LOS ANGELES (AP) — Deputies recommended in 1994 that an attempted fondling charge should be filed against a teacher now suspected of taking bondage-style photographs of children in his class, but prosecutors refused, saying there wasn't enough evidence, authorities disclosed Thursday.
The investigation came after a 10-year-old girl claimed elementary school teacher Mark Berndt reached toward her genitals during class and she pushed his hand away, sheriff's Sgt. Dan Scott said.
The details of the 18-year-old case and other claims by two former students about strange behavior by Berndt surfaced just three days after his arrest.
The allegations raised further questions about why he wasn't disciplined by school officials, who have been lambasted by some parents for waiting a year to reveal Berndt was suspected of photographing children for sexual thrills.
Only parents of children identified as victims were told by authorities about the most recent investigation.
School officials and investigators said proper procedures were followed to investigate and build a case against the teacher.
Scott said the incident involving the 10-year-old occurred in September 1993 but wasn't reported by the girl's mother to officials at Miramonte Elementary School until the following January.
The Los Angeles Times said the girl realized the teacher's behavior was wrong and came forward to her mother after seeing an "Oprah" show about inappropriate touching.
School officials notified the Sheriff's Department, and the results of the investigation were sent to prosecutors with a recommendation to pursue a charge of committing a lewd act on a minor under the age of 14, Scott said.
"Based on what I read, it was a thorough and complete investigation," said Scott, who noted the investigator who handled the case has retired.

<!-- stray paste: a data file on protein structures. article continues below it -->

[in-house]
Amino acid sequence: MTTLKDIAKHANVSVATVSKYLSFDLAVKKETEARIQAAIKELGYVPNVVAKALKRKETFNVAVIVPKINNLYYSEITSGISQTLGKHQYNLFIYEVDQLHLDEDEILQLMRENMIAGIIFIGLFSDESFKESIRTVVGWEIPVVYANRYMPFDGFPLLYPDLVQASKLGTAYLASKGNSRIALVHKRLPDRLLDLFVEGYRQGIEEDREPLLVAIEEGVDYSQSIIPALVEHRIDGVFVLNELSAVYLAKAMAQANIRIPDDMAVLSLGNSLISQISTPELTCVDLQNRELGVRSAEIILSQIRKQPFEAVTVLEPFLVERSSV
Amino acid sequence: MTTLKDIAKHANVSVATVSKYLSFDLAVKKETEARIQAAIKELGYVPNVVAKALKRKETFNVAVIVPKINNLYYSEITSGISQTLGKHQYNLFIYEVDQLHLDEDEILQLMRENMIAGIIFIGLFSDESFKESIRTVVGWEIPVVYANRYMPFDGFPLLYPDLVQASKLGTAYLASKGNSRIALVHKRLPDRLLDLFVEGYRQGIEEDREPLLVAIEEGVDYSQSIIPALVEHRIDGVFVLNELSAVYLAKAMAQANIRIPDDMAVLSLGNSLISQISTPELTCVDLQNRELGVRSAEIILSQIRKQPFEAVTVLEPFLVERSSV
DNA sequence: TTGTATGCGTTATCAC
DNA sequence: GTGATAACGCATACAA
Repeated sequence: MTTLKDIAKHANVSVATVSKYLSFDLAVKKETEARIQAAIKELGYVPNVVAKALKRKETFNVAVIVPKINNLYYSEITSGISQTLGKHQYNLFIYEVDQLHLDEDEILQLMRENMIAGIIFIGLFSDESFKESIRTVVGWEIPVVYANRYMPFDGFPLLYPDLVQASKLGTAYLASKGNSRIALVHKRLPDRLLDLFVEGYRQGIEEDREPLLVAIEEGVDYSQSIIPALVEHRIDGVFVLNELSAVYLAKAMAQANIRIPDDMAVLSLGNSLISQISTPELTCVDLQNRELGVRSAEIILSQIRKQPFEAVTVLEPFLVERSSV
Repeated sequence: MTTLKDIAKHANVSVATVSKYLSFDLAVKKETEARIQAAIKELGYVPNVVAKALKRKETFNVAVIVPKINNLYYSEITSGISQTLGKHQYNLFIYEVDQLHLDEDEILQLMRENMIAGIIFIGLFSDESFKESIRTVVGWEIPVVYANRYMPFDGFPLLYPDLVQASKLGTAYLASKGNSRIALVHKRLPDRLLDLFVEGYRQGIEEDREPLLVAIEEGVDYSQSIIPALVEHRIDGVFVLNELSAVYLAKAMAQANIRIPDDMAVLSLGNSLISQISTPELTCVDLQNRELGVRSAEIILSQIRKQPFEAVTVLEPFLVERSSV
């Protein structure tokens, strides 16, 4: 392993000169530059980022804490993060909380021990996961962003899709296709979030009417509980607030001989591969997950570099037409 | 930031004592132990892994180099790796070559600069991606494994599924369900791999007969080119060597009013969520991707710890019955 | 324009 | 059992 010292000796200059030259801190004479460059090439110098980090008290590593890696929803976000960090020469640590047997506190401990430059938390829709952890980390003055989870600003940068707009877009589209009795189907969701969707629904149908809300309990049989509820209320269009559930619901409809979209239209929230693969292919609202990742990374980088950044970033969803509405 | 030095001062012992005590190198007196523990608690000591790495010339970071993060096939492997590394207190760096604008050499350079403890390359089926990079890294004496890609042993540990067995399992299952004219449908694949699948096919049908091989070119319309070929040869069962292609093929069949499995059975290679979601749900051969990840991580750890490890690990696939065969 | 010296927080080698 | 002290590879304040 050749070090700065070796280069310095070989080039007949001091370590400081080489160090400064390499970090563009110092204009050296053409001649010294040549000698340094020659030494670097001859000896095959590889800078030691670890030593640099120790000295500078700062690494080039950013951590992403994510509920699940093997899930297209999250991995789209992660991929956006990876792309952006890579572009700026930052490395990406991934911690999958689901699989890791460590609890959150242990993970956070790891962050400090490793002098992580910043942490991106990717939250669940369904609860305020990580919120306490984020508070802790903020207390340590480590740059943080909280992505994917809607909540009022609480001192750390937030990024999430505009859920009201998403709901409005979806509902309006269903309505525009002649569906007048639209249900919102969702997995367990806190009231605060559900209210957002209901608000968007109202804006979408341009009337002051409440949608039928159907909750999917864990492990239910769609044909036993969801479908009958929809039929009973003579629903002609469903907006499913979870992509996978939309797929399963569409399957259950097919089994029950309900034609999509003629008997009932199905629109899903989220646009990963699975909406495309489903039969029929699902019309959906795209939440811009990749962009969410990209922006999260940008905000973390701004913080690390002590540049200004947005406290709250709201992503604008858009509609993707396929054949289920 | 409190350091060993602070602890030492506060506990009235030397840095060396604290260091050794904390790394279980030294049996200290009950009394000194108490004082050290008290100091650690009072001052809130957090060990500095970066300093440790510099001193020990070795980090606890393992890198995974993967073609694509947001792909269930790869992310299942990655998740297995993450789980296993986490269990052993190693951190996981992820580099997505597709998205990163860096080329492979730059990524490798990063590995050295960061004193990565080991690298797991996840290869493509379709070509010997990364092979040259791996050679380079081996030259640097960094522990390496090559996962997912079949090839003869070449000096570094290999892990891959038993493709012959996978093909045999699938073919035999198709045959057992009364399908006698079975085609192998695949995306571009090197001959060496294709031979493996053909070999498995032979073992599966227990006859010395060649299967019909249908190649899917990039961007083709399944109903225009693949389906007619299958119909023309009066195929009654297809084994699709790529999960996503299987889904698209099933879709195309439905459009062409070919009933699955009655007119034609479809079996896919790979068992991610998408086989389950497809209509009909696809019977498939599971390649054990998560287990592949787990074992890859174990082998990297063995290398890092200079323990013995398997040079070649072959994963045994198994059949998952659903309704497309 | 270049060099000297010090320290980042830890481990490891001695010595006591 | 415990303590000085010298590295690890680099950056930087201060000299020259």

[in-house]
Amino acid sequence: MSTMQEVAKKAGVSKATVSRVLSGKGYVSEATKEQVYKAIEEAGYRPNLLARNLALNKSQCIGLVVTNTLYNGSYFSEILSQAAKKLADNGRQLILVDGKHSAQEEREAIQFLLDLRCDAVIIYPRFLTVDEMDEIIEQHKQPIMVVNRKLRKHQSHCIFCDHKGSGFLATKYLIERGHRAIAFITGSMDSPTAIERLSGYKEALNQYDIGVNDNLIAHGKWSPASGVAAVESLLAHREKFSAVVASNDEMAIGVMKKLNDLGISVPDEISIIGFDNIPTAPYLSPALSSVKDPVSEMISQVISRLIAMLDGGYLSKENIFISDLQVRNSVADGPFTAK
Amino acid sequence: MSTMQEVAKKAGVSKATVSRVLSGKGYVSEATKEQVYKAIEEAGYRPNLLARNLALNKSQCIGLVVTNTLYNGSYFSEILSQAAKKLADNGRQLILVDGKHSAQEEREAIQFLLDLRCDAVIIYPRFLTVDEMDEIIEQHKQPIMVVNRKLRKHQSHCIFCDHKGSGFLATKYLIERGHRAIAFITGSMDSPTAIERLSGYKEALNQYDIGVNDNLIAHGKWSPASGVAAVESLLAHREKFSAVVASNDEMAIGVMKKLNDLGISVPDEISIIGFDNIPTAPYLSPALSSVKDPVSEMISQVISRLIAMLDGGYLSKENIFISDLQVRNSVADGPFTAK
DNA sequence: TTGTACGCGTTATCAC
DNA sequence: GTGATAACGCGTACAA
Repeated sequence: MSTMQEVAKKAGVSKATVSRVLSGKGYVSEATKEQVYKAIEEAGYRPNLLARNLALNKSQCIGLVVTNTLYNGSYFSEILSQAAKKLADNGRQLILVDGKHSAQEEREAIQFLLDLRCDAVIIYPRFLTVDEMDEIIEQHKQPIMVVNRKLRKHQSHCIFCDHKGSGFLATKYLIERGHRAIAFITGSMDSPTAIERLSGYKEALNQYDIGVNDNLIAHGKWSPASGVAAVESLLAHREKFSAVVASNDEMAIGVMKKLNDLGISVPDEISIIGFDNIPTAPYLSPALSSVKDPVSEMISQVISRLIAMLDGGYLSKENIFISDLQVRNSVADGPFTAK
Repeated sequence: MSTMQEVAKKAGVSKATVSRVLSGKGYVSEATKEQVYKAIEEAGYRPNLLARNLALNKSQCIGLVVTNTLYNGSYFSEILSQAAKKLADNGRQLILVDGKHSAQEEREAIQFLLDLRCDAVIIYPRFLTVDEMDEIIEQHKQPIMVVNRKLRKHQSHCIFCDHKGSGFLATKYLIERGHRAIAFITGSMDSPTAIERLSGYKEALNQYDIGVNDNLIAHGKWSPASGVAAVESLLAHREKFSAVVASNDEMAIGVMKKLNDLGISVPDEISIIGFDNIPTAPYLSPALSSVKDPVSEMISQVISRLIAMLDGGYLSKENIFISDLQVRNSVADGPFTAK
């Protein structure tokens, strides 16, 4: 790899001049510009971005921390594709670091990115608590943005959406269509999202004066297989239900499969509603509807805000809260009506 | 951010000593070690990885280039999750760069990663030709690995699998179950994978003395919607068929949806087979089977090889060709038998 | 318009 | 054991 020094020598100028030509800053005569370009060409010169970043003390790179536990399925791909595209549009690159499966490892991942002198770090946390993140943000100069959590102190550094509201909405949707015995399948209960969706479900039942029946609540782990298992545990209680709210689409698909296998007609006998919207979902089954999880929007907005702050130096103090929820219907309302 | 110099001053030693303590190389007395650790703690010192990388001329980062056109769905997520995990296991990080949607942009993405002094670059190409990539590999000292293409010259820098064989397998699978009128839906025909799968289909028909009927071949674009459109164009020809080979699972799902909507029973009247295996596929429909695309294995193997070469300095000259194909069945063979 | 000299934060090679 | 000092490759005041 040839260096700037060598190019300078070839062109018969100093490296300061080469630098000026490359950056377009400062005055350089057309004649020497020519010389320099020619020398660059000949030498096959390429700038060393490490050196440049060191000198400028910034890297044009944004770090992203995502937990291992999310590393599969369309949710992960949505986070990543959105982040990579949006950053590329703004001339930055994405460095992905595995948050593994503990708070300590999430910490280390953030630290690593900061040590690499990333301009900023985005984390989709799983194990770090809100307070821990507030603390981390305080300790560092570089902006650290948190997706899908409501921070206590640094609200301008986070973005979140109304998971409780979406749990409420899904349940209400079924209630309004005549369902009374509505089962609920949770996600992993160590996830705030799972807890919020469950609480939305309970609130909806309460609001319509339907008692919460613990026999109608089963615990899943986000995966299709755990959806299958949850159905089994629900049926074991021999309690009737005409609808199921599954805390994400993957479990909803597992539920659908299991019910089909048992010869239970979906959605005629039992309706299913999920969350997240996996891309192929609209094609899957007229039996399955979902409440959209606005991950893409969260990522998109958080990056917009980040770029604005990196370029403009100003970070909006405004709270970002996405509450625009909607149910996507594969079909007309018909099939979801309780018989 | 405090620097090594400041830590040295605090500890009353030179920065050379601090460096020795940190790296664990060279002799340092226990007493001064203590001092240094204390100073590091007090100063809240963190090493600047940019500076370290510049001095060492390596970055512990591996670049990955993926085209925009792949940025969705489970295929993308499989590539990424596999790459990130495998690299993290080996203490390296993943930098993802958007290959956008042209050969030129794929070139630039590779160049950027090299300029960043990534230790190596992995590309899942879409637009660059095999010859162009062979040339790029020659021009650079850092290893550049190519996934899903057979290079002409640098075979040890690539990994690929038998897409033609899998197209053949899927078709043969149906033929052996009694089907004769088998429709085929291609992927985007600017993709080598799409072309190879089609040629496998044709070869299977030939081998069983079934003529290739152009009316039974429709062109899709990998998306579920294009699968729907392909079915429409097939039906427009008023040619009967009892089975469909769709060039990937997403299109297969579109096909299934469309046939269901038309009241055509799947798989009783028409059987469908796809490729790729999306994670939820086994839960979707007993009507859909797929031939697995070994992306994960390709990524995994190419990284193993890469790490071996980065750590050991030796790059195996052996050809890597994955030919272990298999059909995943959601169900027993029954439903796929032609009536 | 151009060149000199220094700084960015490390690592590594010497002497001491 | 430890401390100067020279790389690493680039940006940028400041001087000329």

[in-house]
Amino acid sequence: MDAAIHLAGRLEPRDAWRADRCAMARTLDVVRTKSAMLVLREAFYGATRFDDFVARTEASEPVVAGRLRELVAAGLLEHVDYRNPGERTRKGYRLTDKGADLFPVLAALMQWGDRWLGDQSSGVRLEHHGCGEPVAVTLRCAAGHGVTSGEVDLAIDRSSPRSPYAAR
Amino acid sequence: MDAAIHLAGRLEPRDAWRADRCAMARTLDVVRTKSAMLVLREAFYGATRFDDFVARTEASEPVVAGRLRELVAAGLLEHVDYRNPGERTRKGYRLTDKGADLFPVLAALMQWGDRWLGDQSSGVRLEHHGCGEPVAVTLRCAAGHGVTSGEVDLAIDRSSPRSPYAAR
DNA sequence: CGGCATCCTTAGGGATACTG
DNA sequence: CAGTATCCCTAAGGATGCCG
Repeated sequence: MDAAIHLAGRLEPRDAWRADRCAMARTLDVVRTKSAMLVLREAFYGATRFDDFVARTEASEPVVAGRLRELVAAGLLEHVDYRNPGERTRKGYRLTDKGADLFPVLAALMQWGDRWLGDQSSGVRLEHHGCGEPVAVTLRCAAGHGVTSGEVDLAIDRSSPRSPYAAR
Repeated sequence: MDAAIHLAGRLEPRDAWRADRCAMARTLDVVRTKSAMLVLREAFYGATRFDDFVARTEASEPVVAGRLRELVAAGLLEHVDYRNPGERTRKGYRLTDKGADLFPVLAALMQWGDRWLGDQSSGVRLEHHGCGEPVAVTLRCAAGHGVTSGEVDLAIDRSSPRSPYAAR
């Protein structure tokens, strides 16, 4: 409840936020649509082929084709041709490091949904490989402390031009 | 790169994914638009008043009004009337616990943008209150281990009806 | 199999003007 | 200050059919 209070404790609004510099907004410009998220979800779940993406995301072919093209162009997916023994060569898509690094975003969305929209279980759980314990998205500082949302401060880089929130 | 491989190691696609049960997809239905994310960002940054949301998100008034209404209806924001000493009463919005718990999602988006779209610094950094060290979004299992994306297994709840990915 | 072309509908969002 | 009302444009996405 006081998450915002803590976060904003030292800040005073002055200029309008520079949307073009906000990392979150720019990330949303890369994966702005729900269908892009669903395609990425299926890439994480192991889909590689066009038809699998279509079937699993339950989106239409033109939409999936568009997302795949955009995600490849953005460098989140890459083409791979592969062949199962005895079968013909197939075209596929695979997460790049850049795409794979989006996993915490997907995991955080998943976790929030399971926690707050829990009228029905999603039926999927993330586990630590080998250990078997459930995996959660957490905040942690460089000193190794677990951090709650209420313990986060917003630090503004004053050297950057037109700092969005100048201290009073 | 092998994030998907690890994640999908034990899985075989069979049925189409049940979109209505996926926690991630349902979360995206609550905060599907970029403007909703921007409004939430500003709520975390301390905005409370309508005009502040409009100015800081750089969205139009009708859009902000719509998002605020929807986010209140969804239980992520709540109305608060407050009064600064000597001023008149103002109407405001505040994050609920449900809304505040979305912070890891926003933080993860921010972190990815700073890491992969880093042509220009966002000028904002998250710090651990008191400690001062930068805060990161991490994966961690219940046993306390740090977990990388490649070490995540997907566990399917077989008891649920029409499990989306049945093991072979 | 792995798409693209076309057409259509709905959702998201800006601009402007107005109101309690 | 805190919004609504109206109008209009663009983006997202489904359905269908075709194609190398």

Sandi Gibbons, a district attorney spokeswoman, said in a statement the case was rejected because there was insufficient evidence to prove a crime had occurred. The statement did not elaborate.
Berndt denied the allegation at the time.
Earlier, two women who said they were former students of Berndt told the Times that complaints were made about his odd behavior as far back as 1990.
Marlene Trujillo, 30, said she and two other fourth-grade classmates told a school counselor that Berndt often moved his hands under his desk, near his lap, at the front of the classroom.
Trujillo said the counselor "just told us it's not very good to make stories up. She said it was our imagination. It was never talked about again."
Los Angeles Unified School District Supt. John Deasy told the newspaper he was struggling to determine how the alleged behavior went undetected for so long.
"How do I make sense out of the fact that this took place over a number of years and no one seemed to know about that?" Deasy said. "I'm definitely trying to understand how someone could not have known."
Berndt, 61, remained jailed on $23 million bail on felony charges of committing lewd acts on 23 boys and girls, ages 6 to 10, between 2005 and 2010. He could face multiple life sentences if convicted.
Using a cheap camera, Berndt is suspected of snapping nearly 400 photographs of Miramonte students, some with a giant Madagascar cockroach from a classroom terrarium on their faces.
Others were blindfolded or had clear tape over their mouths, and some were given sperm-laced cookies to eat as treats in the photo sessions that were treated like games, Scott said.
Some of Berndt's students defended him, saying he was a kind and generous teacher.
Angelica Zuniga, 16, now a high school junior was in third grade in 2003 when she had Berndt as a teacher. She said he never asked her or others to do anything strange or to play any inappropriate games.
"They're calling him 'monster.' He's just not that kind of person," Zuniga said. "He was one of the most amazing teachers out there. He's dedicated his life to us and I want to stick up for him."
The latest investigation of Berndt began in the fall of 2010 when a film processor became suspicious about the photographs and turned them over to Redondo Beach police, who on Dec. 2, 2010, handed them over to the Sheriff's Department, Scott said.
Berndt, who taught at Miramonte for more than 30 years ago, was removed from classwork in January 2011 and fired within the month.
Associated Press writers Robert Jablon and Raquel Maria Dillon contributed to this report.